Mexico City gets pollution alert for smog
Mexico City — Authorities issued a pollution alert for the Mexican capital and surrounding suburbs Thursday after ozone levels reached more than 150 percent of acceptable levels, something rarely seen during the summer rainy season.
The alert triggered a reduction in the number of automobiles allowed to circulate Friday and also put restrictions on some commercial and industrial activities.
The metropolitan Environmental Commission said in a statement posted online that a high-pressure system, weak surface winds and solar radiation were making it difficult for air contaminants to disperse.
The worst pollution was in a southern district of the capital where the ozone index hit 158, classified as “very bad.” Air quality in other parts of the metropolis ranged from “good” to “regular” to “bad.”
In March, Mexico City saw its first pollution alert since 2005 during a week when ozone hit 203 percent of acceptable levels.
It was seen as a setback after the metropolis had made strides in reducing the chronic smog of the 1990s by cleaning up or moving out factories, banning leaded gasoline and imposing stricter automobile emissions standards.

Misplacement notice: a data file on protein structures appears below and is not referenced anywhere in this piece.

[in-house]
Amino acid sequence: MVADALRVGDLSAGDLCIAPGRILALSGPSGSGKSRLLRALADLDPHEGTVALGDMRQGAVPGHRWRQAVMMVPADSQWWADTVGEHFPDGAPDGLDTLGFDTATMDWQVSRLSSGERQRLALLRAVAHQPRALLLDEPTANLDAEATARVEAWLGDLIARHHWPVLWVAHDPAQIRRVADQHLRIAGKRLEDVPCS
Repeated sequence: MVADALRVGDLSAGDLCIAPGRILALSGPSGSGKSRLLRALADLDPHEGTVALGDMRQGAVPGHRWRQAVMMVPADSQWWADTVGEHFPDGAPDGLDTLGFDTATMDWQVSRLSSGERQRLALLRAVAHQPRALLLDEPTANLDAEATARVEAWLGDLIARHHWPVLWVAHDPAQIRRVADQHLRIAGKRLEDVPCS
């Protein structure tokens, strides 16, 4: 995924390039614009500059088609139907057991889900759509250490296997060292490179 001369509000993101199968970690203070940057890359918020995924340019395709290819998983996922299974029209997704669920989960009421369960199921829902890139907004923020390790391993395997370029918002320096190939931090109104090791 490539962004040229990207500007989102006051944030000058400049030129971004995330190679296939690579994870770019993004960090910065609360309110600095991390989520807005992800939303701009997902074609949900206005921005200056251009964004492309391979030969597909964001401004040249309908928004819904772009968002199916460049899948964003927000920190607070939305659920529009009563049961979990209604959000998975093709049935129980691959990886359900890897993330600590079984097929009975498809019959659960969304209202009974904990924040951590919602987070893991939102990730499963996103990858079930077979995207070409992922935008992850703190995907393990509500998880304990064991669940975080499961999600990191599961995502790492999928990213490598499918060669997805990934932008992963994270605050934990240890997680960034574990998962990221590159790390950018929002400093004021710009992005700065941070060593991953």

Last year the Supreme Court overturned a rule forcing cars over eight years old off the streets at least six days a month, a decision that officials have said put an estimated 1.4 million vehicles back on the roads daily, many of them older and higher-polluting models.
With Thursday’s action, 10 pollution alerts have now been issued this year. In the wake of the March smog event, officials also lowered the threshold at which they declare an alert from 200 on the index to 150.
Government records suggest pollution is still significantly better than it was two decades ago. The city’s highest recorded smog level was 398, set in March 1992.
Smog buildups are unusual in Mexico City during the summer, when near-daily thunderstorms and strong winds typically flush out contaminants. However, there was an alert July 8, also during the rainy season.